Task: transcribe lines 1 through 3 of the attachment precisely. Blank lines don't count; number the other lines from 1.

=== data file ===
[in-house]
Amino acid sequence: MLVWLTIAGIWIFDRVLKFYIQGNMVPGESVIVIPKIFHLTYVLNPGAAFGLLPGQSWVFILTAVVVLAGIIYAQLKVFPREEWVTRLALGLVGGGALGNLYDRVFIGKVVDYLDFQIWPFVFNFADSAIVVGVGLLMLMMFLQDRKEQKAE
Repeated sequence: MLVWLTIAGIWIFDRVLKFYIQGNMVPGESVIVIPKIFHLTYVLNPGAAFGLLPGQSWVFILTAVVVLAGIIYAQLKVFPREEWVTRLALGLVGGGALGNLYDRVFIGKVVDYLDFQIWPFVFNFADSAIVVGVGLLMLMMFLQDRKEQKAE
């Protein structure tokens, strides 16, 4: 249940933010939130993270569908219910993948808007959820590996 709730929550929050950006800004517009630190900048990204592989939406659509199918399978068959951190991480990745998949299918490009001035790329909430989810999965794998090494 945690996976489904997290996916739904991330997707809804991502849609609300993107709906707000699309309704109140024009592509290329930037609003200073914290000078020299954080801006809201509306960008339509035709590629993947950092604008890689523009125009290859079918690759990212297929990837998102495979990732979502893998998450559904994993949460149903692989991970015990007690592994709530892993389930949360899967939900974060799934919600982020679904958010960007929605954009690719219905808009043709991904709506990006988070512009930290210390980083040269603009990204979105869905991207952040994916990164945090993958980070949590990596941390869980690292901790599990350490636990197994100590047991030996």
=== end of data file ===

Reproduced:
[in-house]
Amino acid sequence: MLVWLTIAGIWIFDRVLKFYIQGNMVPGESVIVIPKIFHLTYVLNPGAAFGLLPGQSWVFILTAVVVLAGIIYAQLKVFPREEWVTRLALGLVGGGALGNLYDRVFIGKVVDYLDFQIWPFVFNFADSAIVVGVGLLMLMMFLQDRKEQKAE
Repeated sequence: MLVWLTIAGIWIFDRVLKFYIQGNMVPGESVIVIPKIFHLTYVLNPGAAFGLLPGQSWVFILTAVVVLAGIIYAQLKVFPREEWVTRLALGLVGGGALGNLYDRVFIGKVVDYLDFQIWPFVFNFADSAIVVGVGLLMLMMFLQDRKEQKAE